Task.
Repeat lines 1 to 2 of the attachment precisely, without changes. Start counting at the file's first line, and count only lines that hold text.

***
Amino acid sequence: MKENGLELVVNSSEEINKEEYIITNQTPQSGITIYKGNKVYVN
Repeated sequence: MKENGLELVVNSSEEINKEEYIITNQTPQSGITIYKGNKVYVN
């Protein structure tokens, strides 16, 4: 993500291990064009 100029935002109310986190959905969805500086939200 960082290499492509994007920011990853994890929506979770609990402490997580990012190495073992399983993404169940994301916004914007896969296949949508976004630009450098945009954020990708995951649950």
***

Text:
Amino acid sequence: MKENGLELVVNSSEEINKEEYIITNQTPQSGITIYKGNKVYVN
Repeated sequence: MKENGLELVVNSSEEINKEEYIITNQTPQSGITIYKGNKVYVN